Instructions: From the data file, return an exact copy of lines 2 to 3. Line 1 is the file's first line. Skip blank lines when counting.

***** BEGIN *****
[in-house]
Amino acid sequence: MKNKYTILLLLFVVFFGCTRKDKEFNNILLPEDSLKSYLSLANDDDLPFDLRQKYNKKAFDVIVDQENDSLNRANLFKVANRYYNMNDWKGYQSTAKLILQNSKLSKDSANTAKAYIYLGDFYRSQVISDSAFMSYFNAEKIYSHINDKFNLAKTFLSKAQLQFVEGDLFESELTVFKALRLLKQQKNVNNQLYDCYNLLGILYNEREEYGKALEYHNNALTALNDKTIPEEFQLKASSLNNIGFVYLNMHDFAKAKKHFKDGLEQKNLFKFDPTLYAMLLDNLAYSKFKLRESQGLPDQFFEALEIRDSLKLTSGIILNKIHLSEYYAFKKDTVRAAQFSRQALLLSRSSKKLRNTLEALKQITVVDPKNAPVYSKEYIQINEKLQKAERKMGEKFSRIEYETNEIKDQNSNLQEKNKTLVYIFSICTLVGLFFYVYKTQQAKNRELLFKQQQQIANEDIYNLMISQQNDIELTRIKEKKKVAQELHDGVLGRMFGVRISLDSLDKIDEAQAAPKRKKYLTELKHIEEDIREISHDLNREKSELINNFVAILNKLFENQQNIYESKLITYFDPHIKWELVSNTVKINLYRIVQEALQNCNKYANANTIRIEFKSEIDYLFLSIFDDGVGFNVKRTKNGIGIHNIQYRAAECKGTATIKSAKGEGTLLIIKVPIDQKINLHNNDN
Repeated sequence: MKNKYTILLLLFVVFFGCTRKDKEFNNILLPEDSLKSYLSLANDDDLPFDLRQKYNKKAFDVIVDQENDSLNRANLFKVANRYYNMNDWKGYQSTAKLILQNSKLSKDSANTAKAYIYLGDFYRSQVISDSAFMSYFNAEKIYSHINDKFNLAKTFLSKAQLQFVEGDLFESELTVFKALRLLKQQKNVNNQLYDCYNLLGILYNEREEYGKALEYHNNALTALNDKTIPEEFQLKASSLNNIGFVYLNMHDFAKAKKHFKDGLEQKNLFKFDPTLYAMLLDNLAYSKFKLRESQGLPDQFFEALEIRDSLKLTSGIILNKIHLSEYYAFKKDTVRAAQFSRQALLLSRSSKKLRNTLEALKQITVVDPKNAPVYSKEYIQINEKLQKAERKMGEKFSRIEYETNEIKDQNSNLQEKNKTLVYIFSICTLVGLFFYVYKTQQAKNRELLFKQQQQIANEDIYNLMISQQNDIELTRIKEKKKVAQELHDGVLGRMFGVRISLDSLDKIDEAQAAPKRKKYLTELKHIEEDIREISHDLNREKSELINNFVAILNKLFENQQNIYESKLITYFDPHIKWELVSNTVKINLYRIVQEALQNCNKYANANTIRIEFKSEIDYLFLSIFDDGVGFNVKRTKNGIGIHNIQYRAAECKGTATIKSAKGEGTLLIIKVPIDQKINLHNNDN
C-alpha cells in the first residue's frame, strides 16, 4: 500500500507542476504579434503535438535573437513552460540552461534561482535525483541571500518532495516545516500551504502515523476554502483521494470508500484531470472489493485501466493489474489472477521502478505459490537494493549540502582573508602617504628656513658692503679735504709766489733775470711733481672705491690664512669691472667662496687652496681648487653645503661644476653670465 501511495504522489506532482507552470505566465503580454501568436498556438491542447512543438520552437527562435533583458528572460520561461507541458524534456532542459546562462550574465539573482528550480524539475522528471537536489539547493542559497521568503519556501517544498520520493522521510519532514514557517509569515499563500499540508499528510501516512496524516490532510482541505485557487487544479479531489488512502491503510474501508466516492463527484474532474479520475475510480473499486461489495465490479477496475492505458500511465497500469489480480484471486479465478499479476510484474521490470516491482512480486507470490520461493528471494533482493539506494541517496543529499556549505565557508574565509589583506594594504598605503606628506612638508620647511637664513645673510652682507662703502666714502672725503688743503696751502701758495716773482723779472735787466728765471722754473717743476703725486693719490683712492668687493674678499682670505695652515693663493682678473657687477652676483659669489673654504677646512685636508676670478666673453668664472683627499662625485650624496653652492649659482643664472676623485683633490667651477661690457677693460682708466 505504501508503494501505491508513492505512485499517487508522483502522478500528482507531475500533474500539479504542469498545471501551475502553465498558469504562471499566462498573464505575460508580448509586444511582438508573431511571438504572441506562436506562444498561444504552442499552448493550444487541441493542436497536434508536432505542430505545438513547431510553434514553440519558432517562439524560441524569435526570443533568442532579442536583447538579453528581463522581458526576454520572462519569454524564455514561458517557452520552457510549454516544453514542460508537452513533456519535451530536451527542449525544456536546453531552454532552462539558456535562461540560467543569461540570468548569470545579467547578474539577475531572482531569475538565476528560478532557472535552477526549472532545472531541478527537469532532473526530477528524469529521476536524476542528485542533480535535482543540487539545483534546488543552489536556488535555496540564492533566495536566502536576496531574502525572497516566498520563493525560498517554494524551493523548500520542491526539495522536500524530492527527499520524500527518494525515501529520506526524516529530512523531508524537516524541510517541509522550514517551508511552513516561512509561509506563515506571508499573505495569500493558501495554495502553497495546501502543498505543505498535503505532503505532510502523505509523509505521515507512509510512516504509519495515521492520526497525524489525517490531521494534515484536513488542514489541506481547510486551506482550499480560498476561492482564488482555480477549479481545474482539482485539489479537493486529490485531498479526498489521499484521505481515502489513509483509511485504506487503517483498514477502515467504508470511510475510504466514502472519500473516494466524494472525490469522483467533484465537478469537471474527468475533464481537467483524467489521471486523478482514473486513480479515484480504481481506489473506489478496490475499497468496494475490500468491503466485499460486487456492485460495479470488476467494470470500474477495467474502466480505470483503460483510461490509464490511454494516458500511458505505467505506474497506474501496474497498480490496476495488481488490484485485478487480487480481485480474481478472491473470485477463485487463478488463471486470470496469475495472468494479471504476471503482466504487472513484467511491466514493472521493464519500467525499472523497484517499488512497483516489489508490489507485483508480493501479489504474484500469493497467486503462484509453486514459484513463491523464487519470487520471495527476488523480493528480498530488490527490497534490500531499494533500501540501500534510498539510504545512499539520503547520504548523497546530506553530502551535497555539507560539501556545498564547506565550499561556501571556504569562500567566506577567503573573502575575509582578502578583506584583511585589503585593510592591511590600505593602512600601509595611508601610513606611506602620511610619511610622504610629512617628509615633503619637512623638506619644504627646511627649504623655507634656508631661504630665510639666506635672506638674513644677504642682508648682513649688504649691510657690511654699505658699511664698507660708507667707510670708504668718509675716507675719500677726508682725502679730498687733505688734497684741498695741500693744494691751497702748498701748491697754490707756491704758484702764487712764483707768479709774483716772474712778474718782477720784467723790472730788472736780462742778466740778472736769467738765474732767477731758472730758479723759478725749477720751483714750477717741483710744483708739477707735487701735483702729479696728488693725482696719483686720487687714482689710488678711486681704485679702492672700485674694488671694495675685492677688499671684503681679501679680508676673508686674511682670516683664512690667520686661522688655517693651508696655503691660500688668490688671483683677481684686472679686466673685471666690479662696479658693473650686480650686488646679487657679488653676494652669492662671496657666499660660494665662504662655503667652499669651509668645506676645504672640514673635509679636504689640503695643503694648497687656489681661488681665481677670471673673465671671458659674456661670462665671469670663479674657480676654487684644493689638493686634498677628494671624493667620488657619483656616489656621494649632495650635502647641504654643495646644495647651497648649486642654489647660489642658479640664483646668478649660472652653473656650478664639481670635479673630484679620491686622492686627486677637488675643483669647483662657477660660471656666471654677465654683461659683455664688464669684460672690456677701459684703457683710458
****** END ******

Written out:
Amino acid sequence: MKNKYTILLLLFVVFFGCTRKDKEFNNILLPEDSLKSYLSLANDDDLPFDLRQKYNKKAFDVIVDQENDSLNRANLFKVANRYYNMNDWKGYQSTAKLILQNSKLSKDSANTAKAYIYLGDFYRSQVISDSAFMSYFNAEKIYSHINDKFNLAKTFLSKAQLQFVEGDLFESELTVFKALRLLKQQKNVNNQLYDCYNLLGILYNEREEYGKALEYHNNALTALNDKTIPEEFQLKASSLNNIGFVYLNMHDFAKAKKHFKDGLEQKNLFKFDPTLYAMLLDNLAYSKFKLRESQGLPDQFFEALEIRDSLKLTSGIILNKIHLSEYYAFKKDTVRAAQFSRQALLLSRSSKKLRNTLEALKQITVVDPKNAPVYSKEYIQINEKLQKAERKMGEKFSRIEYETNEIKDQNSNLQEKNKTLVYIFSICTLVGLFFYVYKTQQAKNRELLFKQQQQIANEDIYNLMISQQNDIELTRIKEKKKVAQELHDGVLGRMFGVRISLDSLDKIDEAQAAPKRKKYLTELKHIEEDIREISHDLNREKSELINNFVAILNKLFENQQNIYESKLITYFDPHIKWELVSNTVKINLYRIVQEALQNCNKYANANTIRIEFKSEIDYLFLSIFDDGVGFNVKRTKNGIGIHNIQYRAAECKGTATIKSAKGEGTLLIIKVPIDQKINLHNNDN
Repeated sequence: MKNKYTILLLLFVVFFGCTRKDKEFNNILLPEDSLKSYLSLANDDDLPFDLRQKYNKKAFDVIVDQENDSLNRANLFKVANRYYNMNDWKGYQSTAKLILQNSKLSKDSANTAKAYIYLGDFYRSQVISDSAFMSYFNAEKIYSHINDKFNLAKTFLSKAQLQFVEGDLFESELTVFKALRLLKQQKNVNNQLYDCYNLLGILYNEREEYGKALEYHNNALTALNDKTIPEEFQLKASSLNNIGFVYLNMHDFAKAKKHFKDGLEQKNLFKFDPTLYAMLLDNLAYSKFKLRESQGLPDQFFEALEIRDSLKLTSGIILNKIHLSEYYAFKKDTVRAAQFSRQALLLSRSSKKLRNTLEALKQITVVDPKNAPVYSKEYIQINEKLQKAERKMGEKFSRIEYETNEIKDQNSNLQEKNKTLVYIFSICTLVGLFFYVYKTQQAKNRELLFKQQQQIANEDIYNLMISQQNDIELTRIKEKKKVAQELHDGVLGRMFGVRISLDSLDKIDEAQAAPKRKKYLTELKHIEEDIREISHDLNREKSELINNFVAILNKLFENQQNIYESKLITYFDPHIKWELVSNTVKINLYRIVQEALQNCNKYANANTIRIEFKSEIDYLFLSIFDDGVGFNVKRTKNGIGIHNIQYRAAECKGTATIKSAKGEGTLLIIKVPIDQKINLHNNDN